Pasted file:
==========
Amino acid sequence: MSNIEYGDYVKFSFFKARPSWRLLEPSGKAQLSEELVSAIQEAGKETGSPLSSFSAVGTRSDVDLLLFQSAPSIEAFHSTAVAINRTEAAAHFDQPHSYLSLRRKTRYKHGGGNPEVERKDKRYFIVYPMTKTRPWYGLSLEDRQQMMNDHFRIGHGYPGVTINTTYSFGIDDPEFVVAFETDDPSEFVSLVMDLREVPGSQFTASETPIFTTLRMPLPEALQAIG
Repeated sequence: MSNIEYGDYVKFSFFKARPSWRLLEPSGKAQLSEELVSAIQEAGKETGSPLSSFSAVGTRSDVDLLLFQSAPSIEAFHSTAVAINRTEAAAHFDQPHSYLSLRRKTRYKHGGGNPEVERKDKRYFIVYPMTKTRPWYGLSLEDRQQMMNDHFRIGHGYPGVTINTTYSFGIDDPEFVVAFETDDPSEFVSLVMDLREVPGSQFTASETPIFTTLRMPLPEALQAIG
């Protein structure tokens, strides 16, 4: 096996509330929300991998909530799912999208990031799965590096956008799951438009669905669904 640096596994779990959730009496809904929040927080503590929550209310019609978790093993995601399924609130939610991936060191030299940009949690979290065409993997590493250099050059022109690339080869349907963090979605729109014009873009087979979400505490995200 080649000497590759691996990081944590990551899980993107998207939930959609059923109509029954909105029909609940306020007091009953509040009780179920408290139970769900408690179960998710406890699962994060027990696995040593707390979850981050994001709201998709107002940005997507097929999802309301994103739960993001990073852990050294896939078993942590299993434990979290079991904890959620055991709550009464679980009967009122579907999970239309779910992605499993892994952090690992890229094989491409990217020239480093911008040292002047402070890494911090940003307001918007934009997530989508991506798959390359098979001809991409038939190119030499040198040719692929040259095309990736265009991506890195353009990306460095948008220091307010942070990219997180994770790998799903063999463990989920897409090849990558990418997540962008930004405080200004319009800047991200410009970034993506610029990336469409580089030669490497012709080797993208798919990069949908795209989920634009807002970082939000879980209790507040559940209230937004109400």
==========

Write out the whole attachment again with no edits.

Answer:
Amino acid sequence: MSNIEYGDYVKFSFFKARPSWRLLEPSGKAQLSEELVSAIQEAGKETGSPLSSFSAVGTRSDVDLLLFQSAPSIEAFHSTAVAINRTEAAAHFDQPHSYLSLRRKTRYKHGGGNPEVERKDKRYFIVYPMTKTRPWYGLSLEDRQQMMNDHFRIGHGYPGVTINTTYSFGIDDPEFVVAFETDDPSEFVSLVMDLREVPGSQFTASETPIFTTLRMPLPEALQAIG
Repeated sequence: MSNIEYGDYVKFSFFKARPSWRLLEPSGKAQLSEELVSAIQEAGKETGSPLSSFSAVGTRSDVDLLLFQSAPSIEAFHSTAVAINRTEAAAHFDQPHSYLSLRRKTRYKHGGGNPEVERKDKRYFIVYPMTKTRPWYGLSLEDRQQMMNDHFRIGHGYPGVTINTTYSFGIDDPEFVVAFETDDPSEFVSLVMDLREVPGSQFTASETPIFTTLRMPLPEALQAIG
């Protein structure tokens, strides 16, 4: 096996509330929300991998909530799912999208990031799965590096956008799951438009669905669904 640096596994779990959730009496809904929040927080503590929550209310019609978790093993995601399924609130939610991936060191030299940009949690979290065409993997590493250099050059022109690339080869349907963090979605729109014009873009087979979400505490995200 080649000497590759691996990081944590990551899980993107998207939930959609059923109509029954909105029909609940306020007091009953509040009780179920408290139970769900408690179960998710406890699962994060027990696995040593707390979850981050994001709201998709107002940005997507097929999802309301994103739960993001990073852990050294896939078993942590299993434990979290079991904890959620055991709550009464679980009967009122579907999970239309779910992605499993892994952090690992890229094989491409990217020239480093911008040292002047402070890494911090940003307001918007934009997530989508991506798959390359098979001809991409038939190119030499040198040719692929040259095309990736265009991506890195353009990306460095948008220091307010942070990219997180994770790998799903063999463990989920897409090849990558990418997540962008930004405080200004319009800047991200410009970034993506610029990336469409580089030669490497012709080797993208798919990069949908795209989920634009807002970082939000879980209790507040559940209230937004109400």